Dr. Panos N. Papapanou's Laboratory
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The first area of investigation, focused on the themes of understanding periodontitis pathobiology and the determinants of susceptibility, addresses a fundamental observation: Although it is known that oral bacteria are the primary drivers of periodontal (gum) inflammation and tissue destruction (periodontitis), many individuals with dirty mouths are often resistant to disease while, conversely, people with relatively clean mouths can suffer from severe periodontitis. To better understand what constitutes a “susceptible” individual, the team takes advantage of high-throughput technology that allows the study of gene expression patterns in gingival tissues. By examining which genes are “turned on” in states of health and various levels of disease, the investigators gain understanding of the mechanisms that underlie the different forms of periodontitis. Ultimately, the team hopes to develop a novel classification of periodontitis that will be based on elements of pathobiology rather than on clinical signs and symptoms.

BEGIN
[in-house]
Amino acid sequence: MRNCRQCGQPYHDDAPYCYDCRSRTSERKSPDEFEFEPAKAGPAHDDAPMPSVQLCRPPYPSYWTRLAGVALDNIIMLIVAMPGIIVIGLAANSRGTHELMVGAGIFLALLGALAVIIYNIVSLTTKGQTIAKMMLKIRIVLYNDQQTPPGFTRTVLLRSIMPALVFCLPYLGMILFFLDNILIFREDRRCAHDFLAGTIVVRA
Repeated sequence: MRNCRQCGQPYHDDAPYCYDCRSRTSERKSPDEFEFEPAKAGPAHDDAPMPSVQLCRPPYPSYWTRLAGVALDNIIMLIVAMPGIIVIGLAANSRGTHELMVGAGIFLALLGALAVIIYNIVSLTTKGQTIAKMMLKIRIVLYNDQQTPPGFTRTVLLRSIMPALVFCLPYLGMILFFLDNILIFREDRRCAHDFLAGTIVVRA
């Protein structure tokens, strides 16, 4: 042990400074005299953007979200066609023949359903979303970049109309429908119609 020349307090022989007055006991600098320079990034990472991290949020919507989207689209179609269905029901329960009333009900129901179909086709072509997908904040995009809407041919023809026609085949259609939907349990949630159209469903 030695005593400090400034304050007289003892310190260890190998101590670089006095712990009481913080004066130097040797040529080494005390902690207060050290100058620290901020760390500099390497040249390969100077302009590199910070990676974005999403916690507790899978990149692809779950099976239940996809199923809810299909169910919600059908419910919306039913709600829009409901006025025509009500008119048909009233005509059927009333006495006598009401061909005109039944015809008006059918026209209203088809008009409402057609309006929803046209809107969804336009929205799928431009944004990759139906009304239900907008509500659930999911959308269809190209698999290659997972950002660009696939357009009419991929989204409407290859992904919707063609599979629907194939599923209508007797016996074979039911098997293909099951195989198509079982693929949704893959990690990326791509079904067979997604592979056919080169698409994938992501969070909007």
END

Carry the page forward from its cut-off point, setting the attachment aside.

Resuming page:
The second area of investigation, focused on the role of periodontal infection/inflammation as a systemic health stressor, examines whether periodontal infection and the associated inflammation can contribute to disease outside the mouth. The team has published numerous articles on the role of periodontitis in atherosclerosis, adverse pregnancy outcomes, and diabetes mellitus. An ongoing project focuses on the potential role of periodontitis as a risk factor/marker of cognitive decline in elderly individuals.